Thanks to the Internet, there is no shortage of articles listing common grammar errors. Ironically, the Internet inadvertently circulates common errors, too. When credible people make common grammatical errors, their followers tend to assume the grammar is correct. The same goes for allegedly reputable news sites. The pace at which news is distributed leaves little time for proper editing, leaving many to assume commonly misused words, punctuation, and syntax are correct.
As a result, improper grammar, especially misused punctuation, has been seeping into business and education for years, making whole organizations look bad.
Do you remember the tag line for the speech improvement product Verbal Advantage, “People judge you by the words you use”? The harsh reality is that it’s true in speech and even more pronounced in the written word.
In order to avoid making common mistakes, you must be able to recognize them and understand why they are incorrect despite their common occurrence. We will examine several. Be warned: once you are aware of these errors, they will likely become pet peeves, getting under your skin like a bad tune gets stuck in your head. It’s the pain that accompanies positive growth, and it is necessary because your reputation is on the line. Below are three of the many common errors that have seeped into everyday conversation, correspondence, and composition. These can easily be corrected, helping you and your organization avoid making a poor impression.
I, Me, My
When using a personal pronoun in conjunction with another name, it is not always correct to use I. Use the pronoun I when referring to yourself as the subject of the sentence. Use me when referring to yourself as the object of the sentence. Use my to reference a possession, such as my dog. Myself is a reflexive pronoun, which is almost always the object of a sentence and usually used in the same sentence with the word I, such as, I see myself as a mentor.
The pronouns I and me are especially misused when compounded. For example, “Bob and I wanted to meet the chef” is a correct sentence. “The chef wanted to meet Bob and I” is incorrect. How can we tell? Take Bob out of the equation. You wouldn’t say “The chef wanted to meet I.” Likewise, it would be incorrect to say “Me and Bob wanted to meet the chef.” To this, many elementary school teachers would sharply quip, “Bob and I,” which is likely the reason so many adults are in the habit of saying “Bob and I” regardless whether the compound noun is the subject or object of the sentence. Remember: I = subject; me = object.
In American English, end quotes always go outside periods and commas. It’s an aesthetic thing. The rules are slightly different in British English, which is likely why we see so many inconsistencies online and even in our schools.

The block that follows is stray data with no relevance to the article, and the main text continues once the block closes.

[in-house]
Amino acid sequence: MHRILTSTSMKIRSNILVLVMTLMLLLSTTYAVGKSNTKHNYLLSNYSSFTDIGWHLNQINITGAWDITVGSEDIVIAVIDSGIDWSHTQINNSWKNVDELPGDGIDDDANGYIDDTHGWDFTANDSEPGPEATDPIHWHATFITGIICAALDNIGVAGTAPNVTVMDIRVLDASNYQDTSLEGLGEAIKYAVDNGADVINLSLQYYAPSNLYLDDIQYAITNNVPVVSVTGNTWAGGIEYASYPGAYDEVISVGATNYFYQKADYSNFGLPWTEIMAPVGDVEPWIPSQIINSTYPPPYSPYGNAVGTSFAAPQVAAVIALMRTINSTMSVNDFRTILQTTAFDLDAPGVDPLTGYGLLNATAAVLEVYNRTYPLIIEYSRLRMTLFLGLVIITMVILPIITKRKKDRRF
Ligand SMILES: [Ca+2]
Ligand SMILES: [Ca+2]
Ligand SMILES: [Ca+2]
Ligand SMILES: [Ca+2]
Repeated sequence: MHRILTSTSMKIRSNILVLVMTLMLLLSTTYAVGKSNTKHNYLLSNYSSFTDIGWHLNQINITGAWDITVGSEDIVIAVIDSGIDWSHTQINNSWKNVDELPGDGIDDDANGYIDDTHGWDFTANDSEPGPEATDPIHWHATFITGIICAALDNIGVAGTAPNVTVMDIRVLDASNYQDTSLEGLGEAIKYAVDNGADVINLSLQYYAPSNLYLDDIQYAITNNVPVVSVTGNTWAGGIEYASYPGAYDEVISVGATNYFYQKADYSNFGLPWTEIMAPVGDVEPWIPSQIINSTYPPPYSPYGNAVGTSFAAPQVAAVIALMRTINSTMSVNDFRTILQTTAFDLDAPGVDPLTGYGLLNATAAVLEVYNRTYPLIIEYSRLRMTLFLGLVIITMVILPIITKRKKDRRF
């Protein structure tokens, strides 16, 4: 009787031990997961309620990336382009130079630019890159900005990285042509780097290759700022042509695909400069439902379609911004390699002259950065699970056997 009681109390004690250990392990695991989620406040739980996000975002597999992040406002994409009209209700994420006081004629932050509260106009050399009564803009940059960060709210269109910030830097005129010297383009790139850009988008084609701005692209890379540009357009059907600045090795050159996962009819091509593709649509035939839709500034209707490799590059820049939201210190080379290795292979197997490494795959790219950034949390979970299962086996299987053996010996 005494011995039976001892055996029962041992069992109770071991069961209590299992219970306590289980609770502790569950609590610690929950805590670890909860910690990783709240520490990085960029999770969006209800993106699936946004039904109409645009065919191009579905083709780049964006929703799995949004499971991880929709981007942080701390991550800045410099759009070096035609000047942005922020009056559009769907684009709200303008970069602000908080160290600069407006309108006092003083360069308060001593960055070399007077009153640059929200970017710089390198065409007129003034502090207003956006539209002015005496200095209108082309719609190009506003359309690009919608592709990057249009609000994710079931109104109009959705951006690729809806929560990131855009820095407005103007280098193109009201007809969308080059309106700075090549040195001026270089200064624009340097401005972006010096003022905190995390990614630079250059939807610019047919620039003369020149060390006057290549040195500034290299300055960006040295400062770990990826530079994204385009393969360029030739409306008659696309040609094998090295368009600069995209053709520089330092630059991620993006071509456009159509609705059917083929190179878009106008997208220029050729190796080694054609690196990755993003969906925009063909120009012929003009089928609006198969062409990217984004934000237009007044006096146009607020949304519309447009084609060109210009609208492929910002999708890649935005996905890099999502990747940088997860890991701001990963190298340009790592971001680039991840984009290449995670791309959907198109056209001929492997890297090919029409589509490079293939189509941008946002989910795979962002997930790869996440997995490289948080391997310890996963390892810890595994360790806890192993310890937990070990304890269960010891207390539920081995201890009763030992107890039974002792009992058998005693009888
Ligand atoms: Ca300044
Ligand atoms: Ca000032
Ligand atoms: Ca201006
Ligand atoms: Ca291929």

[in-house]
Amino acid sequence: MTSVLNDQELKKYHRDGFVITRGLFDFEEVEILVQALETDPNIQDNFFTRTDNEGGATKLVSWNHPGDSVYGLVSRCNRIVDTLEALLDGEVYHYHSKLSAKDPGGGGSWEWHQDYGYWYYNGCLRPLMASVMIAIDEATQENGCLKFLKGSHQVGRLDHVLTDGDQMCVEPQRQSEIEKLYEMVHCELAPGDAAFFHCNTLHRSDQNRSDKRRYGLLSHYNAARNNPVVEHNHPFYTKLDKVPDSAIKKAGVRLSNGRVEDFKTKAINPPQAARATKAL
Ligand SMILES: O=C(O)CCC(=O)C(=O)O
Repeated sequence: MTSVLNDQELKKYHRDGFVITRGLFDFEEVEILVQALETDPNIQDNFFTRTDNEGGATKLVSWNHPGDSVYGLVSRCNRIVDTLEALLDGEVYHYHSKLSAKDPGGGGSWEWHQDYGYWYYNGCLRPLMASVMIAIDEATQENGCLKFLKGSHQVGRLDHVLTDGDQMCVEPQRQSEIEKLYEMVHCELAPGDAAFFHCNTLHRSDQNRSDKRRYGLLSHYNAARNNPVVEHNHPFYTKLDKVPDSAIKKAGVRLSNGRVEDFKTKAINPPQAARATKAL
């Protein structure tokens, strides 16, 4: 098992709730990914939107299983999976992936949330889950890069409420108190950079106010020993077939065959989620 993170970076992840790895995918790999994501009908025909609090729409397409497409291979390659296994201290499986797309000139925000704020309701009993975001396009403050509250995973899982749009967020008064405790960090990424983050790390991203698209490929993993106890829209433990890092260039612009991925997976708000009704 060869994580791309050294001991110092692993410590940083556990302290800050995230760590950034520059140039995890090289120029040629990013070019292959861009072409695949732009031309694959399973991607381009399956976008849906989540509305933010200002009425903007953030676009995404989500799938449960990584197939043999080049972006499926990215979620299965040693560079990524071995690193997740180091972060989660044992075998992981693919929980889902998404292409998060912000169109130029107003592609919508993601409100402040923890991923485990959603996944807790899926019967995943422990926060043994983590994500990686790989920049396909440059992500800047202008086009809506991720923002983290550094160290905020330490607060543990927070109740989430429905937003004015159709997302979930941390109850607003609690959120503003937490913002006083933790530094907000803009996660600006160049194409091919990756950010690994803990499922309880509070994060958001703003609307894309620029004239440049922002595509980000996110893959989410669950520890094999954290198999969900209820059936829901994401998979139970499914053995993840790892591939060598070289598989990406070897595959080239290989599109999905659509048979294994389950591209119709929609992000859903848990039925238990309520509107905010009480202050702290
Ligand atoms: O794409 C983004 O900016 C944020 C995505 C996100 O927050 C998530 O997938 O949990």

Here are examples of proper American English:
His favorite song is “Yesterday,” by the Beatles.
He said, “I like The Beatles.”
He said, “My favorite song is ‘Yesterday.’”
The rule for using quotation marks within a question is the same for both American and British English. End quotes go outside question marks when the entire question is being quoted but inside the question mark when only the words within the question are being quoted. For example:
Do you like the song “Yesterday”?
He asked, “Do you like the Beatles?”
Although dashes have become more commonplace, their usage is inconsistent and often unnecessary, overused, or incorrectly used. The dash’s purpose is to make a part of a sentence stand out. Dashes are not hyphens. Named for the length of the typeface n and m, they are two and three times, respectively, the length of hyphens. Here are some dos and don’ts regarding the dash:
- Do NOT use a dash when a comma will suffice.
- Do use an em dash to indicate a break in train of thought within a sentence.
- Do use an em dash when commas or parentheses would not make sense.
- Do use an en dash to replace “to” when indicating a range, such as “Pages 4–13” or “September 5–8.”
- Do NOT put spaces on either side of an en or em dash.
(Some grammar reference guides disagree with this point. Isn’t the English language wonderful?)
The Chicago Manual of Style offers a clear explanation of the proper use of dashes and hyphens.
There is no shortage of grammar reference guides online. My favorite is GrammarBook.com. Whether you are a seasoned or novice writer, you will benefit from the refreshers offered through the site’s free weekly newsletter.
Writing is a process. Continual edification is part of the process. Like speaking, it is easy to fall into colloquial habits—which is fine in casual communication but awkward in professional settings. Avoid the pitfall and enhance your reputation.